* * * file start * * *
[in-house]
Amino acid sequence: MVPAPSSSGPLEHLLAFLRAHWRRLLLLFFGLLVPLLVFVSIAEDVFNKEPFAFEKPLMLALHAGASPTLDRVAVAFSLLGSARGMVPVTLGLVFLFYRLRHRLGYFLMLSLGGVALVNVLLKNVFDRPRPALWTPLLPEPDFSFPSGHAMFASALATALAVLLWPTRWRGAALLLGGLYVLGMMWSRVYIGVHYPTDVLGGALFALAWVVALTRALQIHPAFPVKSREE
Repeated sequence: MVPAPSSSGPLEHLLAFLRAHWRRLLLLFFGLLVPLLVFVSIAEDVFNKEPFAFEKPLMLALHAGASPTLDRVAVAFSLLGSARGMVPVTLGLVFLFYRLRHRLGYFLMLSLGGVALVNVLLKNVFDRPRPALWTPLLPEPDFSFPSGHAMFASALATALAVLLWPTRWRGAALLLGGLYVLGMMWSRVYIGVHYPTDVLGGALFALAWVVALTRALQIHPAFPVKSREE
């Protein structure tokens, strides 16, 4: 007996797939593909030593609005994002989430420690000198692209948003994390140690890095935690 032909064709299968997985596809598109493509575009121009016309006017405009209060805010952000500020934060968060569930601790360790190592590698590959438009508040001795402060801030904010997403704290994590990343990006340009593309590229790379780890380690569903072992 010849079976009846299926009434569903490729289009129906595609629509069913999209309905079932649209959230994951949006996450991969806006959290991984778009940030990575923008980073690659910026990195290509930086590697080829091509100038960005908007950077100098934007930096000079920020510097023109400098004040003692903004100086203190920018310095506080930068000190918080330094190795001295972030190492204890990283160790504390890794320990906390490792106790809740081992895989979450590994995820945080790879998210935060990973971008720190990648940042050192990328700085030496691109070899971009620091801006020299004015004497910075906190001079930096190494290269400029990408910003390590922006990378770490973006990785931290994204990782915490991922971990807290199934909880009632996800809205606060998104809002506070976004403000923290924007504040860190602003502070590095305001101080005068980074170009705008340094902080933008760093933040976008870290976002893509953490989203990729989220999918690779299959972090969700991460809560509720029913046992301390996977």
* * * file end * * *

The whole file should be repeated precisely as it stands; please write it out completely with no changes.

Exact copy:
[in-house]
Amino acid sequence: MVPAPSSSGPLEHLLAFLRAHWRRLLLLFFGLLVPLLVFVSIAEDVFNKEPFAFEKPLMLALHAGASPTLDRVAVAFSLLGSARGMVPVTLGLVFLFYRLRHRLGYFLMLSLGGVALVNVLLKNVFDRPRPALWTPLLPEPDFSFPSGHAMFASALATALAVLLWPTRWRGAALLLGGLYVLGMMWSRVYIGVHYPTDVLGGALFALAWVVALTRALQIHPAFPVKSREE
Repeated sequence: MVPAPSSSGPLEHLLAFLRAHWRRLLLLFFGLLVPLLVFVSIAEDVFNKEPFAFEKPLMLALHAGASPTLDRVAVAFSLLGSARGMVPVTLGLVFLFYRLRHRLGYFLMLSLGGVALVNVLLKNVFDRPRPALWTPLLPEPDFSFPSGHAMFASALATALAVLLWPTRWRGAALLLGGLYVLGMMWSRVYIGVHYPTDVLGGALFALAWVVALTRALQIHPAFPVKSREE
């Protein structure tokens, strides 16, 4: 007996797939593909030593609005994002989430420690000198692209948003994390140690890095935690 032909064709299968997985596809598109493509575009121009016309006017405009209060805010952000500020934060968060569930601790360790190592590698590959438009508040001795402060801030904010997403704290994590990343990006340009593309590229790379780890380690569903072992 010849079976009846299926009434569903490729289009129906595609629509069913999209309905079932649209959230994951949006996450991969806006959290991984778009940030990575923008980073690659910026990195290509930086590697080829091509100038960005908007950077100098934007930096000079920020510097023109400098004040003692903004100086203190920018310095506080930068000190918080330094190795001295972030190492204890990283160790504390890794320990906390490792106790809740081992895989979450590994995820945080790879998210935060990973971008720190990648940042050192990328700085030496691109070899971009620091801006020299004015004497910075906190001079930096190494290269400029990408910003390590922006990378770490973006990785931290994204990782915490991922971990807290199934909880009632996800809205606060998104809002506070976004403000923290924007504040860190602003502070590095305001101080005068980074170009705008340094902080933008760093933040976008870290976002893509953490989203990729989220999918690779299959972090969700991460809560509720029913046992301390996977």